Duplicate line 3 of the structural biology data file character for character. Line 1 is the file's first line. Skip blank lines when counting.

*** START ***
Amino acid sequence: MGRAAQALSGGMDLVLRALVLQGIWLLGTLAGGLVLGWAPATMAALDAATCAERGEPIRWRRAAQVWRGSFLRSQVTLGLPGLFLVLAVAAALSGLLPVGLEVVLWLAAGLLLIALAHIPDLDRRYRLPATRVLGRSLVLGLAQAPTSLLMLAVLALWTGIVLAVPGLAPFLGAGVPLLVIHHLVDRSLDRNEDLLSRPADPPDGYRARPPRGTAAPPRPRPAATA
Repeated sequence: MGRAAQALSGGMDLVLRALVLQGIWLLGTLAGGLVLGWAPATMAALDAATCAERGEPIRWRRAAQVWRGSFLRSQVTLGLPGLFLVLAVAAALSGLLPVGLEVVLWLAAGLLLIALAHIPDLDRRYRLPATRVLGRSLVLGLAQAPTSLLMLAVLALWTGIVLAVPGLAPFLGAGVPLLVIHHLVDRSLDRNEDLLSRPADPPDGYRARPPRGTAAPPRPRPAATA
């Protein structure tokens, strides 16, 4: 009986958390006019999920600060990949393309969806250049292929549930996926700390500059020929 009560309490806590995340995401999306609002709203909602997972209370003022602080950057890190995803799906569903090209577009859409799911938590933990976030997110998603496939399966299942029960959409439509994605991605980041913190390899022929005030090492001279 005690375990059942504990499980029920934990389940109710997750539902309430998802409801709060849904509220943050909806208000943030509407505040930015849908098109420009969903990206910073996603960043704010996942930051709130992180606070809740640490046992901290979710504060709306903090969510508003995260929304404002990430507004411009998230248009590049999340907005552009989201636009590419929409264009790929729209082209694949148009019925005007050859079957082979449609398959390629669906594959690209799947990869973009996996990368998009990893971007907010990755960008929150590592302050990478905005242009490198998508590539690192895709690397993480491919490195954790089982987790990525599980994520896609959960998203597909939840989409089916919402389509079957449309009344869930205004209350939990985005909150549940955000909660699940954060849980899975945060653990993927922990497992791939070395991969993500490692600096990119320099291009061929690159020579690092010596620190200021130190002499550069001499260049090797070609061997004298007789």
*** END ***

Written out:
């Protein structure tokens, strides 16, 4: 009986958390006019999920600060990949393309969806250049292929549930996926700390500059020929 009560309490806590995340995401999306609002709203909602997972209370003022602080950057890190995803799906569903090209577009859409799911938590933990976030997110998603496939399966299942029960959409439509994605991605980041913190390899022929005030090492001279 005690375990059942504990499980029920934990389940109710997750539902309430998802409801709060849904509220943050909806208000943030509407505040930015849908098109420009969903990206910073996603960043704010996942930051709130992180606070809740640490046992901290979710504060709306903090969510508003995260929304404002990430507004411009998230248009590049999340907005552009989201636009590419929409264009790929729209082209694949148009019925005007050859079957082979449609398959390629669906594959690209799947990869973009996996990368998009990893971007907010990755960008929150590592302050990478905005242009490198998508590539690192895709690397993480491919490195954790089982987790990525599980994520896609959960998203597909939840989409089916919402389509079957449309009344869930205004209350939990985005909150549940955000909660699940954060849980899975945060653990993927922990497992791939070395991969993500490692600096990119320099291009061929690159020579690092010596620190200021130190002499550069001499260049090797070609061997004298007789």